Ebay has admitted what equity analysts have long known - that it paid over the odds for Skype. I reckon there are three general lessons to be learned here:
1. Innovative companies don't often make money. As William Nordhaus showed (pdf), the benefits of innovation flow to consumers, not shareholders. Instead, firms make money by having the power to exclude rivals and kill competition. And Skype can't do this. Not only are there lots of competing Voip systems, but it's also hard to compete against cheap call charges in the US.
2. Synergies are over-rated, diseconomies of scale are under-rated. Ebay hoped that Skype would somehow drive traffic to its auction business. This never happened.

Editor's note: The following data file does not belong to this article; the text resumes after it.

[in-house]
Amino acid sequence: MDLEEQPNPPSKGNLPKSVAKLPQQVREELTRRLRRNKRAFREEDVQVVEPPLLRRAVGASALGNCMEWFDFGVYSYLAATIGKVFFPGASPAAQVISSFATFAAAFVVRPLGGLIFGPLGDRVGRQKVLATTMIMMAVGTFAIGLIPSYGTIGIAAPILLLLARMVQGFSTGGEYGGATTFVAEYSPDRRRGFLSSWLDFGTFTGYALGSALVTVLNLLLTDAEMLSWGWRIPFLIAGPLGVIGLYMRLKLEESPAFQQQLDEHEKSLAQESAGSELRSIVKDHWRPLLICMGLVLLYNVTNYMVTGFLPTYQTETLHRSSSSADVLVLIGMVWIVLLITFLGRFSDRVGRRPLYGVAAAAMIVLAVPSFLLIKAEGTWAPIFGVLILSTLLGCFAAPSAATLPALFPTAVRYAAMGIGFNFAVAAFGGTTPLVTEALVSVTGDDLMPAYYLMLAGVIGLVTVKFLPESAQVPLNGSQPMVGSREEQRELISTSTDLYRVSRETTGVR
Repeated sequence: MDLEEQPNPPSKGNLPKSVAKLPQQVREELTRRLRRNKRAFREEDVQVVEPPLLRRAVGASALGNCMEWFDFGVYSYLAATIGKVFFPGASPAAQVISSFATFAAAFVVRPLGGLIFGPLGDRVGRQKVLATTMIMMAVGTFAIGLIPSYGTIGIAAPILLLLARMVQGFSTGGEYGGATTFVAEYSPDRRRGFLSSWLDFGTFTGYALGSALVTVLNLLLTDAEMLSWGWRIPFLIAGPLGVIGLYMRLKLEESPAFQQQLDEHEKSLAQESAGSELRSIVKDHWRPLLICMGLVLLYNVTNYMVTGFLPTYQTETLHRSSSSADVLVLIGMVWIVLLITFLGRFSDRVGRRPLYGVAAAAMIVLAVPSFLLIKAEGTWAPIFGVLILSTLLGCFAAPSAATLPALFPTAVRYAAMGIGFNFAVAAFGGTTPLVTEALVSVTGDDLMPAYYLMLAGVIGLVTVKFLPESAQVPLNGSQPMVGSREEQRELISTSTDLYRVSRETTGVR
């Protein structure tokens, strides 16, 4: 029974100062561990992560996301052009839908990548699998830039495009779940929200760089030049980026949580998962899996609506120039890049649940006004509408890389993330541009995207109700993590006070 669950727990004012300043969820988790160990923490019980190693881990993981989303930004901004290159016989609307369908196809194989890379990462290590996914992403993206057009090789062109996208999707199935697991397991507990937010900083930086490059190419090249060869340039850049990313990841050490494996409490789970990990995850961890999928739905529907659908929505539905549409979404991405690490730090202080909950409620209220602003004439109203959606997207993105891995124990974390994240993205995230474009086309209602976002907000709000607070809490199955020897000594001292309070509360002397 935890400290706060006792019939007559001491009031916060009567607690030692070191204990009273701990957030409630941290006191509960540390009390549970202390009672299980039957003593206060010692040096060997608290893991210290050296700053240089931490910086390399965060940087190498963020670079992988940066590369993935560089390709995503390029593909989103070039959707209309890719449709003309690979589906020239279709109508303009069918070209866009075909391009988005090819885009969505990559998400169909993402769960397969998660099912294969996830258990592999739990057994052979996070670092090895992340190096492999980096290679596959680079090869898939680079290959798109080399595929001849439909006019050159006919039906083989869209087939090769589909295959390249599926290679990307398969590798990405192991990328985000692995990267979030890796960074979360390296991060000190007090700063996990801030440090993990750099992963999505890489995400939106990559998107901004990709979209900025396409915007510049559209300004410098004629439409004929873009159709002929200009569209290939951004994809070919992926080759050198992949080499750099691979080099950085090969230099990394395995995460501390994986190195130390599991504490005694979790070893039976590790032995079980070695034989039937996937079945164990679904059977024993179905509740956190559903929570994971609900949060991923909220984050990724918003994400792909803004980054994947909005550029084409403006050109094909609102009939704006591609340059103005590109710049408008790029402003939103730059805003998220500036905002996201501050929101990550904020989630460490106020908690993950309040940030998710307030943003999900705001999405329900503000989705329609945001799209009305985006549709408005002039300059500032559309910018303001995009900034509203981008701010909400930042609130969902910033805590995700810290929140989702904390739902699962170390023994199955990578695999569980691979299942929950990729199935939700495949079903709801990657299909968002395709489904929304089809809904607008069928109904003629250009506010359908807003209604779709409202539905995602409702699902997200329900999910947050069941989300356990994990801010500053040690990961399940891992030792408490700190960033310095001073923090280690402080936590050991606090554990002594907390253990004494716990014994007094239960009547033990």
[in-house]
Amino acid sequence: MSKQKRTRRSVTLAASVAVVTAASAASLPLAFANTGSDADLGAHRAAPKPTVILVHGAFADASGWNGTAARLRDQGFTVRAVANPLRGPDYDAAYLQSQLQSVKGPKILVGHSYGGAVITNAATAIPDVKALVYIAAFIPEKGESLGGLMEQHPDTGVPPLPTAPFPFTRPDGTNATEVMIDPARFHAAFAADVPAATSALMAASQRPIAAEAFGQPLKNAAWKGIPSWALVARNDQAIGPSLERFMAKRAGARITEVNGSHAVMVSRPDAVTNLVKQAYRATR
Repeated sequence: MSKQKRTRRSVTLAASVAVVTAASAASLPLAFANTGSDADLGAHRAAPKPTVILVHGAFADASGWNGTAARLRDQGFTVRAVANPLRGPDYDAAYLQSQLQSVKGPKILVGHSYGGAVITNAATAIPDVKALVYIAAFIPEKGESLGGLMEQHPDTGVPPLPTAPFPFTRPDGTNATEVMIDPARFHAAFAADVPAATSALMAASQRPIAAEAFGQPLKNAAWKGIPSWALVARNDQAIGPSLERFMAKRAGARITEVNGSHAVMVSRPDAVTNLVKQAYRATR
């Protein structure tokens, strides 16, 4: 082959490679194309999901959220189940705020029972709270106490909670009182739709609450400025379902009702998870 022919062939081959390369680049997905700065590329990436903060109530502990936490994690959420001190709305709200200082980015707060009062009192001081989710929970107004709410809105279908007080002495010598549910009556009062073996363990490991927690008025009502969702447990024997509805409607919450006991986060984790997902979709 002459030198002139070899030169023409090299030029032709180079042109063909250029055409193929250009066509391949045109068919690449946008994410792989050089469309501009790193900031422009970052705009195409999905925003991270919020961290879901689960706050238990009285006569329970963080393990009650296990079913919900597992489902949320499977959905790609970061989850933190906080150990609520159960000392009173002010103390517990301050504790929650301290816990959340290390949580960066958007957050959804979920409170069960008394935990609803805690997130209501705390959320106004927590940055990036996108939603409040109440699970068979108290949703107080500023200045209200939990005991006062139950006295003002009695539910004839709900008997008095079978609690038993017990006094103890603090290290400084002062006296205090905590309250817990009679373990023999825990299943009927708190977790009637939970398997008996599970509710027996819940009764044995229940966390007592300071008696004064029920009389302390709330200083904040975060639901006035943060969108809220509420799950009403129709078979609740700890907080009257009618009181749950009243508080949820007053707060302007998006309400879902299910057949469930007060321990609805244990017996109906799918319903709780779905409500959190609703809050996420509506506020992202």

This corroborates one of the messages of this paper (pdf) - that mergers work best when they aim to cut costs, rather than raise revenues through synergies; remember AOL-Time Warner?
3. The price elasticity of demand is very high between a free service and a paid-for one. If you try charging customers for something they can get for free, they'll often leave. Just ask the FT or New York Times. This is entirely consistent with this; once you charge for something, you break the norm of reciprocity, and signal to customers that we're in the realm of homo economicus, so they act accordingly.